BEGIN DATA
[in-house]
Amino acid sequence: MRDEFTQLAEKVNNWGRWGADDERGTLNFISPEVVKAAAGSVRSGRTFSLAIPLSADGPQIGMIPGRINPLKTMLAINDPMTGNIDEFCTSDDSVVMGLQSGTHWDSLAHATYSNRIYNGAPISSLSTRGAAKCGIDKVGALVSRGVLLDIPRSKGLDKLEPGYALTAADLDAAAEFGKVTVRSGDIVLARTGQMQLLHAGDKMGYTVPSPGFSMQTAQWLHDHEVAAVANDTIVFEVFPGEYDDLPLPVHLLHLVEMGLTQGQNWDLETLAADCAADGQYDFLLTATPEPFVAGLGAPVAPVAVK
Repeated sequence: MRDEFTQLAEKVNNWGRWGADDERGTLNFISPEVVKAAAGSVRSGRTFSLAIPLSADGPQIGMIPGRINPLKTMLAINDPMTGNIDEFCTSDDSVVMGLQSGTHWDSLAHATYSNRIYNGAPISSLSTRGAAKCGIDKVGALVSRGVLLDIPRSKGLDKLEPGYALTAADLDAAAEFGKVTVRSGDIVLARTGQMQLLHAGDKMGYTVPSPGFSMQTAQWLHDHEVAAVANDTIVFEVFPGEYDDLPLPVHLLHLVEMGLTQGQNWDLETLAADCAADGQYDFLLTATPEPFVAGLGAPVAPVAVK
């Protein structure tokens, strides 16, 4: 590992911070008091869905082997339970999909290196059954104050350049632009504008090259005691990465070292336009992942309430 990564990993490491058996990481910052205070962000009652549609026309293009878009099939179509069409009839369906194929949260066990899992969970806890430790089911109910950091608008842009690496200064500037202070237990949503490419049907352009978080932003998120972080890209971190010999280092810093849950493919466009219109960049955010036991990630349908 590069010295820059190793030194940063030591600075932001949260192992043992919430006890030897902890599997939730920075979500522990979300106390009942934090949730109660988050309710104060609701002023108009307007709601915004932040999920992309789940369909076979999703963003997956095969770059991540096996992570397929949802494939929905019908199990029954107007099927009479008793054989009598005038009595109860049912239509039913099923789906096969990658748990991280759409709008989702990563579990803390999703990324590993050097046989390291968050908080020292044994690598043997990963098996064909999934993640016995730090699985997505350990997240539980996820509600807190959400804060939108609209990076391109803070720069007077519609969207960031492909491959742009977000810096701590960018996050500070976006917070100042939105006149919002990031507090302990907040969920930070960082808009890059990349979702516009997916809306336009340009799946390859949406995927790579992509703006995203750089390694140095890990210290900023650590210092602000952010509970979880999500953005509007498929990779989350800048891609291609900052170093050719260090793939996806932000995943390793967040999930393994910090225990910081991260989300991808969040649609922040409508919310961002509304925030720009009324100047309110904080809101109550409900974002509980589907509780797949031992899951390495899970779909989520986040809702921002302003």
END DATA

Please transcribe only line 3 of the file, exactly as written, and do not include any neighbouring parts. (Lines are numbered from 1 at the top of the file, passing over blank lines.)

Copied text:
Repeated sequence: MRDEFTQLAEKVNNWGRWGADDERGTLNFISPEVVKAAAGSVRSGRTFSLAIPLSADGPQIGMIPGRINPLKTMLAINDPMTGNIDEFCTSDDSVVMGLQSGTHWDSLAHATYSNRIYNGAPISSLSTRGAAKCGIDKVGALVSRGVLLDIPRSKGLDKLEPGYALTAADLDAAAEFGKVTVRSGDIVLARTGQMQLLHAGDKMGYTVPSPGFSMQTAQWLHDHEVAAVANDTIVFEVFPGEYDDLPLPVHLLHLVEMGLTQGQNWDLETLAADCAADGQYDFLLTATPEPFVAGLGAPVAPVAVK